The clinical history, assessment of risk and examination, will raise pointers for concern. These include recent changes in size, shape, colour and growth (ABCDE), a new unexplained lesion – mole or scab that won’t heal.

The gold standard for clinical examination should be a complete body skin check with dermoscopy; however, this is not feasible in many clinical practices.

A good clinical practice should be an examination of the mole/lesion of concern in the context of the whole limb/trunk. This is crucial to identify the ‘Ugly duckling’ – a mole/lesion stands out as different. Patients should be reassured if the mole/lesion is normal or referred to advice and guidance dermatology service. For a lesion of concern, patients should be directed to the two-week wait cancer referral service.

Sun safety, photoprotection and sunscreens

Exposure to UVA and UVB results in DNA damage contributing to the development of skin cancer. UVB is responsible for sunburn. UVA causes oxidative stress, a significant factor in skin ageing, and visible light aggravates skin pigment. Photoprotection and sunscreens are vital in reducing UV damage.

General sun safety advice includes using photoprotection (sunscreens) and wearing photoprotective clothing and glasses. It is also essential to avoid sun exposure in the hottest part of the day and never expose infants under three to direct sunlight.

Sunscreens are mineral (inorganic) or chemical (organic), with different modes of action. Mineral-based sunscreens work by reflective diffraction, whilst chemical products work by selective photon absorption. Both types have good efficacy, photostability and good protection (at an SPF 30+ with added UVA protection). Children and vulnerable adults (phototype, immunosuppression or past skin cancer) are recommended to use SPF 50.

Vitamin D is obtained from sun exposure, food and supplements, and is beneficial to health.  However, sunbathing, tanning or burning should not be necessary to make sufficient vitamin D to obtain health benefits.1 Brief exposure of 5-10 minutes is enough to synthesise vitamin D for most individuals. Vitamin D supplementation is the safer and better advice for people who have or potentially may have low vitamin D.8


Skin cancer incidents are expected to continue rising, with a peak in incidents predicted between 2021 and 2029.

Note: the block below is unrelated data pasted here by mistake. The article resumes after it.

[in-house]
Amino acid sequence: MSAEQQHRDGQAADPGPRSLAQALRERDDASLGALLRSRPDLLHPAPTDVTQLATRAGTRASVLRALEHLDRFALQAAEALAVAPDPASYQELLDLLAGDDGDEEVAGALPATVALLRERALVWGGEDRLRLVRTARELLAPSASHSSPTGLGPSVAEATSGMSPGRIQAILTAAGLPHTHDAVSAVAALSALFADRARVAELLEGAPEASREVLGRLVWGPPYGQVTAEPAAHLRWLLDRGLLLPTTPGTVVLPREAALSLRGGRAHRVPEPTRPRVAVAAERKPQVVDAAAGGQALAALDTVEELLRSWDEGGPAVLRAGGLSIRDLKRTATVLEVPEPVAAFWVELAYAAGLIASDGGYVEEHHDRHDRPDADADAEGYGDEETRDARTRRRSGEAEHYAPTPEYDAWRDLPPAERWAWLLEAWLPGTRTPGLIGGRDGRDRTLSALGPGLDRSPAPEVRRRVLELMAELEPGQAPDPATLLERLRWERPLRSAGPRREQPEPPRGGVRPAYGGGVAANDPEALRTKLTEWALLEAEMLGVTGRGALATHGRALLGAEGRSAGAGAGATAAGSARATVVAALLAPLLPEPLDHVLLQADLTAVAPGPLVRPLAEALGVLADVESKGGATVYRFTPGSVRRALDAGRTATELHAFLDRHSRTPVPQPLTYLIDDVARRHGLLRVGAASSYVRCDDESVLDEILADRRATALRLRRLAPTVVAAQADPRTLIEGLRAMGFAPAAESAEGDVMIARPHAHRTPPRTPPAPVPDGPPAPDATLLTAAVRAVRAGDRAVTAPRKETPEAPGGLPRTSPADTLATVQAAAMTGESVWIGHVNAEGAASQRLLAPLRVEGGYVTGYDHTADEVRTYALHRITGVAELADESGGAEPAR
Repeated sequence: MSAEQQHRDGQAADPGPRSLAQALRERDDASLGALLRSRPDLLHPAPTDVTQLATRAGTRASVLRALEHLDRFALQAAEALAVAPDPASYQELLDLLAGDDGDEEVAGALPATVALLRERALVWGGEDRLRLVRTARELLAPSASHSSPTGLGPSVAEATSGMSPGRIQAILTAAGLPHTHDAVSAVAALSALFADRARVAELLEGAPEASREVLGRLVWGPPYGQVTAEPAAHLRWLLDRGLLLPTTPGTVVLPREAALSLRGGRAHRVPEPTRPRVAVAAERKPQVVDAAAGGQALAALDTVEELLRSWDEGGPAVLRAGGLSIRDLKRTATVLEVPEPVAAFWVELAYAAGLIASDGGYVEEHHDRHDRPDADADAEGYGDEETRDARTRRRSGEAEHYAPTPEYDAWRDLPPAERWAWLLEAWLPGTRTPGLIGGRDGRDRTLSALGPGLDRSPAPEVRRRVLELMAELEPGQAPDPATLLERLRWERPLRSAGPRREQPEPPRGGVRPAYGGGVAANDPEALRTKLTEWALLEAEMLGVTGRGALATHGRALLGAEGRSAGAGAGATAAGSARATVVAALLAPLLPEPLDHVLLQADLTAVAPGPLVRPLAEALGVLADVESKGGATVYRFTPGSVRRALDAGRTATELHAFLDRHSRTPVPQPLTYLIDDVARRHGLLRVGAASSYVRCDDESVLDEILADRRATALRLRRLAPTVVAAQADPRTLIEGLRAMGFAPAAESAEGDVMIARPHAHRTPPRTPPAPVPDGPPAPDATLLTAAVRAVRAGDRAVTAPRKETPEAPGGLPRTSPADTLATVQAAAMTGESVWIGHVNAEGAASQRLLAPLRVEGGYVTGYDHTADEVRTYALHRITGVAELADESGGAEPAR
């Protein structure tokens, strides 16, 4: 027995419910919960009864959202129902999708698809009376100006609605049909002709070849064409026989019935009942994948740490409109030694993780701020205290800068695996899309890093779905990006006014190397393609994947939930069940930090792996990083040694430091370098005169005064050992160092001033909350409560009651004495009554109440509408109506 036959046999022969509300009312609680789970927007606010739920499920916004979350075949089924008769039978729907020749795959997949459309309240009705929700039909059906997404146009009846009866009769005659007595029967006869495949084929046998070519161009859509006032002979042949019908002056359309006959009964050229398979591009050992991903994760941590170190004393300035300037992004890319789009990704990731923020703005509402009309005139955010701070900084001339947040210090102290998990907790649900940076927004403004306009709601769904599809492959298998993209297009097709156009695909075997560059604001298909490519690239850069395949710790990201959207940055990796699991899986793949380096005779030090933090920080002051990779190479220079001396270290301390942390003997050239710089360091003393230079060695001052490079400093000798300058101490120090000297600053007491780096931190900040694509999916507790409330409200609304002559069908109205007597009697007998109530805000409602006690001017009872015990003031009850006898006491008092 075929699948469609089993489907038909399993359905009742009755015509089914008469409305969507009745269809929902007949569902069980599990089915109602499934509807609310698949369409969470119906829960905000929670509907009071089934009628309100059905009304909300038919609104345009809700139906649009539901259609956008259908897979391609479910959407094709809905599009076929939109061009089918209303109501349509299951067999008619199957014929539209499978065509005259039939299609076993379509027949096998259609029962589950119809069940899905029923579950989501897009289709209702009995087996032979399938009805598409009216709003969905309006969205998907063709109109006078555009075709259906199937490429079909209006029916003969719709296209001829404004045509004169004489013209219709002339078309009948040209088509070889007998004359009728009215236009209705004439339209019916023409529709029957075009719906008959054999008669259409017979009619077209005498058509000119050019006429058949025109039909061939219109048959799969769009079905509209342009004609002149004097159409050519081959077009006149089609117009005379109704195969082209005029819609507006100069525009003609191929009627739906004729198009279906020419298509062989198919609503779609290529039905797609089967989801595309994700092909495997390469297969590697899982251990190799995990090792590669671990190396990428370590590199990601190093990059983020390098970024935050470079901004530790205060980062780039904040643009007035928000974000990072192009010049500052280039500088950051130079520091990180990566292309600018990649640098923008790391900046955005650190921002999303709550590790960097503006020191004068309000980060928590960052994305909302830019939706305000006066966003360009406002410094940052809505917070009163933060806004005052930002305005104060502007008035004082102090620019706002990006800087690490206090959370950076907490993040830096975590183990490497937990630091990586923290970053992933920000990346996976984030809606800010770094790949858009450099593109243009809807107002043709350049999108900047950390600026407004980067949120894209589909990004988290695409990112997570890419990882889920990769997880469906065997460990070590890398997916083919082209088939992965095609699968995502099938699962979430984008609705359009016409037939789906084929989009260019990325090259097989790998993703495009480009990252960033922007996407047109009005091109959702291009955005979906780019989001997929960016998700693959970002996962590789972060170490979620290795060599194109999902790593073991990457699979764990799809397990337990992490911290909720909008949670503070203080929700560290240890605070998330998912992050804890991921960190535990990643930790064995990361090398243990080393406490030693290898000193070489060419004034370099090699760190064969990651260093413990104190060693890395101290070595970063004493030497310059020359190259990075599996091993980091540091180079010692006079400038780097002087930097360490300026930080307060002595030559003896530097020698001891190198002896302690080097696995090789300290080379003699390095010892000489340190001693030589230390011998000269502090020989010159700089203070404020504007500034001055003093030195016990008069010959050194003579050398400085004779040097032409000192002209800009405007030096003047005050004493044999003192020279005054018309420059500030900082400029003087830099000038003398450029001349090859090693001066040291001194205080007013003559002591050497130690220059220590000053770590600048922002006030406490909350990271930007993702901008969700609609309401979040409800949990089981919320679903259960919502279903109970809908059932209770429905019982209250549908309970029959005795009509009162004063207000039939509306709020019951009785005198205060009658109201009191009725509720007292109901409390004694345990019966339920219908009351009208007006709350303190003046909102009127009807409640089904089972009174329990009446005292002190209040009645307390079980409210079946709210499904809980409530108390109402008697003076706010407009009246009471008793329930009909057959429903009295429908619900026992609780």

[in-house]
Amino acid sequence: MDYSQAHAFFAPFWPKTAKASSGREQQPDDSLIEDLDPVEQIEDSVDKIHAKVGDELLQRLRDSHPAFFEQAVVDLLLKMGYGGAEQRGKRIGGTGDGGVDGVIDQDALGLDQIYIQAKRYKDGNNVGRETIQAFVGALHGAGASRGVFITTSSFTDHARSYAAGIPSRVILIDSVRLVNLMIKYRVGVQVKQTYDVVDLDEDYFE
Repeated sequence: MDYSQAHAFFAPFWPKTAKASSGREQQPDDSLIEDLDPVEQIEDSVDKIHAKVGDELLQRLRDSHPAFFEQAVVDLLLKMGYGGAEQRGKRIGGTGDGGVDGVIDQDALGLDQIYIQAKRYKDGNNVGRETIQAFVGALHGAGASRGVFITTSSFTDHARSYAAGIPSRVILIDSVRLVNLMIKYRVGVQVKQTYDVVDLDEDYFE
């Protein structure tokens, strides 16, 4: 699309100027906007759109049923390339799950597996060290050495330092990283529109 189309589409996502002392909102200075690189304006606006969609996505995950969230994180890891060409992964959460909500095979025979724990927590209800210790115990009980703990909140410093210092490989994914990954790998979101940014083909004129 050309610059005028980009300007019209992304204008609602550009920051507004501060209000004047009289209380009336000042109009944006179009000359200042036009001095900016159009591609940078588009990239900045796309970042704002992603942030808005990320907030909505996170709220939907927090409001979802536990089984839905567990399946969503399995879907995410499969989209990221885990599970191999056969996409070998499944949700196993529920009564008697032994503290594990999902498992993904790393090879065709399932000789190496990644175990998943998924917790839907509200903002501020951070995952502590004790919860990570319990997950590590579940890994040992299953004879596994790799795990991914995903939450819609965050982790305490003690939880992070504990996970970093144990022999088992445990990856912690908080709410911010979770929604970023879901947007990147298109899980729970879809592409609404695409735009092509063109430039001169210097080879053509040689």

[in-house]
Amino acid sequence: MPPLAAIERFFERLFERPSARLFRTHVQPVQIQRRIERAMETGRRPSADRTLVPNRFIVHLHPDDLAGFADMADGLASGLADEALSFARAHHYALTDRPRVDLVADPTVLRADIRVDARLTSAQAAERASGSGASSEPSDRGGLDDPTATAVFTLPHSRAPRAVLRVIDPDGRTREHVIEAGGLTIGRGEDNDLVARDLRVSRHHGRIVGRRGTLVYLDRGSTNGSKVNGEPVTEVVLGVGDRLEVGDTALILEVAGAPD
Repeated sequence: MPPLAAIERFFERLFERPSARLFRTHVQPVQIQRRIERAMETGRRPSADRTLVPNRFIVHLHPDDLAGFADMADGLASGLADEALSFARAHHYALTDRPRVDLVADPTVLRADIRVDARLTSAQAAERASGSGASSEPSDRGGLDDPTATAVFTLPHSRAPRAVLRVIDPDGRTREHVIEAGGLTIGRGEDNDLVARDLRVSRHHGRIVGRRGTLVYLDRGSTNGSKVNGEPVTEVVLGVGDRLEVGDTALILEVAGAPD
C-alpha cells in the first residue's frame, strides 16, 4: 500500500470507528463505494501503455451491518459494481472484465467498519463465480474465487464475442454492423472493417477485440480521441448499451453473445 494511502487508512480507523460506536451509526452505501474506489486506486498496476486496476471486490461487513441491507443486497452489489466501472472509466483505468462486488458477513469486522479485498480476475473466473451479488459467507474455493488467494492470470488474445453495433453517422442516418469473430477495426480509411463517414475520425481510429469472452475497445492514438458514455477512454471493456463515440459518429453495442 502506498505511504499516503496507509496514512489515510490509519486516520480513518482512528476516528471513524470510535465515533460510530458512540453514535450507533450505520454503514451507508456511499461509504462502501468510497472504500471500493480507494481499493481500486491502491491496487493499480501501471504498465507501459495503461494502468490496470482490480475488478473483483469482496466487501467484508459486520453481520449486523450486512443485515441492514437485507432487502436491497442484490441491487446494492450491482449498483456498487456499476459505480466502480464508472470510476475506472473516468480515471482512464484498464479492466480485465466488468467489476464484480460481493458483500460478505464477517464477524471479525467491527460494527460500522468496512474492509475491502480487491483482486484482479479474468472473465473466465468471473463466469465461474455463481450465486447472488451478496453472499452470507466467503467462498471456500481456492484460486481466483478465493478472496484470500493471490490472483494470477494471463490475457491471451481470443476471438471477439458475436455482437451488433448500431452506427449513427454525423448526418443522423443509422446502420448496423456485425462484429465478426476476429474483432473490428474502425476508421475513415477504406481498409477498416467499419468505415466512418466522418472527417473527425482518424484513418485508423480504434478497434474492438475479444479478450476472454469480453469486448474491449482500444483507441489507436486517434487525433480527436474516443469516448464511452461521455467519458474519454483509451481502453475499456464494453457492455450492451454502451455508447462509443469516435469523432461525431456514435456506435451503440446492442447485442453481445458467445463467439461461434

Non-melanoma skin cancers are caused by repetitive sun exposure or burning and photodamage, whilst sunburn increases the risk of melanoma.

Photoprotection is vital to prevent and reduce all types of skin cancers. All healthcare professionals should give sun safety and photoprotection advice and guidance.


1. Cancer Research UK. Melanoma skin cancer. 2021: [accessed 25 May 2021]

2. Wu, S., Han, J., laden, f. & Qureshi, A. A. long-term ultraviolet flux, other potential risk factors, and skin cancer risk: a cohort study. Cancer Epidemiol Biomark.2014 ; 23, 1080–1089 

3. Tsao H, Olazagasti J, Cordoro K. Early detection of melanoma: reviewing the ABCDEs. Journal Am Acd Dermatol.2015; 72(4):717-23.

4. Fitzpatrick, T.B The validity and practicality of sun-reactive skin types I through VI. Archives of Dermatology. 1988; 124 (6): 869–871,

5. Williams L, Shors AR, Barlow WE.  Identifying Persons at Highest Risk of Melanoma Using Self-Assessed Risk Factors. J Clin Exp Dermatolo Res. 2011; 2(6)1000129

6. Cancer Research UK. Sun, UV and safety. 2021. [accessed 25 May 2021]

7. PrescQIPP  Sunscreens. Bulletin 138 2016. Available: [accessed 25 May 2021]

8. Reid, S. M., Robinson, M, Kerr, A. C. & Ibbotson, S. H. Prevalence and predictors of low  vitamin D status in patients referred to a tertiary photo- diagnostic service: a retrospective study. Photodermatol. Photoimmunol. Photomed. 2021; 28, 91–96 

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In day-to-day practice, nurses have a responsibility to identify skin lesions of concern and understand the risks of skin cancer.